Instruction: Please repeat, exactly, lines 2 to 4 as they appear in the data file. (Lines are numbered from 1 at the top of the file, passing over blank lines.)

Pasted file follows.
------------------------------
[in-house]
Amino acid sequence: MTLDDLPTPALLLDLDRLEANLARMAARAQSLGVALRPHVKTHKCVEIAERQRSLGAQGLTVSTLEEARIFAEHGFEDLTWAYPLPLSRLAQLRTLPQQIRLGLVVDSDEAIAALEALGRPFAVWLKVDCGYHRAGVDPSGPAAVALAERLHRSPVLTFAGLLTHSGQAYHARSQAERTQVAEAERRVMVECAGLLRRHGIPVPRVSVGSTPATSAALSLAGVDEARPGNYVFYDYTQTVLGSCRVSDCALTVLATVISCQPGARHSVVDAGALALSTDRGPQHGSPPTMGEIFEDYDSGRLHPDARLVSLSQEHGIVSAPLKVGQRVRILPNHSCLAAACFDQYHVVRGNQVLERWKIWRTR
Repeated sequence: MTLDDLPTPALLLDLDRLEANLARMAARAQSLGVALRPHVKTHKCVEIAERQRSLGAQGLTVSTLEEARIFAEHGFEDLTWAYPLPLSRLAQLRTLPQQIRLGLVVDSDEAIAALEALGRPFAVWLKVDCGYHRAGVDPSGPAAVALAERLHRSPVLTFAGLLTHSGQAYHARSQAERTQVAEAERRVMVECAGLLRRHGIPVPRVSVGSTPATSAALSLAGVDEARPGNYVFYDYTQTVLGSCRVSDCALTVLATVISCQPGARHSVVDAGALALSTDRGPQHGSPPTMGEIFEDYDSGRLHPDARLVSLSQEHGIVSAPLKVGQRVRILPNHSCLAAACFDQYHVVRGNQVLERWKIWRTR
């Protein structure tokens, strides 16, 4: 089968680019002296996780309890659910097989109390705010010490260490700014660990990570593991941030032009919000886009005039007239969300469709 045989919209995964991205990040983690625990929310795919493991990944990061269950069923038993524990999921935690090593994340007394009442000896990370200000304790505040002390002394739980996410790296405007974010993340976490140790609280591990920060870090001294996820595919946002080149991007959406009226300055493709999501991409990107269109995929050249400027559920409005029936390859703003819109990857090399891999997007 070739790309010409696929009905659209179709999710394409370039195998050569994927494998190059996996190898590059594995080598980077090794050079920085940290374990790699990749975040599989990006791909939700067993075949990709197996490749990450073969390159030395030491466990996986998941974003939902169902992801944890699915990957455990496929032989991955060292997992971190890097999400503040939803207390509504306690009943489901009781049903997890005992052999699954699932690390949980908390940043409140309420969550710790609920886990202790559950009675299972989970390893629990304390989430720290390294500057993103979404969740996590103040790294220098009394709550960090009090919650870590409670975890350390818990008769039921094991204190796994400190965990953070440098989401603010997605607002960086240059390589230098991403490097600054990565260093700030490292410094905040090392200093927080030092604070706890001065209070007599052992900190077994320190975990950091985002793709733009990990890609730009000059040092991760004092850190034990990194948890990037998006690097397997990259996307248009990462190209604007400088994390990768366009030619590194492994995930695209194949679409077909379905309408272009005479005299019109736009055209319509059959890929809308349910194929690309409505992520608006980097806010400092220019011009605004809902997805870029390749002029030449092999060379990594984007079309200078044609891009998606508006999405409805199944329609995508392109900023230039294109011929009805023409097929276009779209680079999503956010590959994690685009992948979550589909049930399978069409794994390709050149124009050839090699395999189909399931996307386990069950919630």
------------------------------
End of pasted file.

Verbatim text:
Amino acid sequence: MTLDDLPTPALLLDLDRLEANLARMAARAQSLGVALRPHVKTHKCVEIAERQRSLGAQGLTVSTLEEARIFAEHGFEDLTWAYPLPLSRLAQLRTLPQQIRLGLVVDSDEAIAALEALGRPFAVWLKVDCGYHRAGVDPSGPAAVALAERLHRSPVLTFAGLLTHSGQAYHARSQAERTQVAEAERRVMVECAGLLRRHGIPVPRVSVGSTPATSAALSLAGVDEARPGNYVFYDYTQTVLGSCRVSDCALTVLATVISCQPGARHSVVDAGALALSTDRGPQHGSPPTMGEIFEDYDSGRLHPDARLVSLSQEHGIVSAPLKVGQRVRILPNHSCLAAACFDQYHVVRGNQVLERWKIWRTR
Repeated sequence: MTLDDLPTPALLLDLDRLEANLARMAARAQSLGVALRPHVKTHKCVEIAERQRSLGAQGLTVSTLEEARIFAEHGFEDLTWAYPLPLSRLAQLRTLPQQIRLGLVVDSDEAIAALEALGRPFAVWLKVDCGYHRAGVDPSGPAAVALAERLHRSPVLTFAGLLTHSGQAYHARSQAERTQVAEAERRVMVECAGLLRRHGIPVPRVSVGSTPATSAALSLAGVDEARPGNYVFYDYTQTVLGSCRVSDCALTVLATVISCQPGARHSVVDAGALALSTDRGPQHGSPPTMGEIFEDYDSGRLHPDARLVSLSQEHGIVSAPLKVGQRVRILPNHSCLAAACFDQYHVVRGNQVLERWKIWRTR
């Protein structure tokens, strides 16, 4: 089968680019002296996780309890659910097989109390705010010490260490700014660990990570593991941030032009919000886009005039007239969300469709 045989919209995964991205990040983690625990929310795919493991990944990061269950069923038993524990999921935690090593994340007394009442000896990370200000304790505040002390002394739980996410790296405007974010993340976490140790609280591990920060870090001294996820595919946002080149991007959406009226300055493709999501991409990107269109995929050249400027559920409005029936390859703003819109990857090399891999997007 070739790309010409696929009905659209179709999710394409370039195998050569994927494998190059996996190898590059594995080598980077090794050079920085940290374990790699990749975040599989990006791909939700067993075949990709197996490749990450073969390159030395030491466990996986998941974003939902169902992801944890699915990957455990496929032989991955060292997992971190890097999400503040939803207390509504306690009943489901009781049903997890005992052999699954699932690390949980908390940043409140309420969550710790609920886990202790559950009675299972989970390893629990304390989430720290390294500057993103979404969740996590103040790294220098009394709550960090009090919650870590409670975890350390818990008769039921094991204190796994400190965990953070440098989401603010997605607002960086240059390589230098991403490097600054990565260093700030490292410094905040090392200093927080030092604070706890001065209070007599052992900190077994320190975990950091985002793709733009990990890609730009000059040092991760004092850190034990990194948890990037998006690097397997990259996307248009990462190209604007400088994390990768366009030619590194492994995930695209194949679409077909379905309408272009005479005299019109736009055209319509059959890929809308349910194929690309409505992520608006980097806010400092220019011009605004809902997805870029390749002029030449092999060379990594984007079309200078044609891009998606508006999405409805199944329609995508392109900023230039294109011929009805023409097929276009779209680079999503956010590959994690685009992948979550589909049930399978069409794994390709050149124009050839090699395999189909399931996307386990069950919630």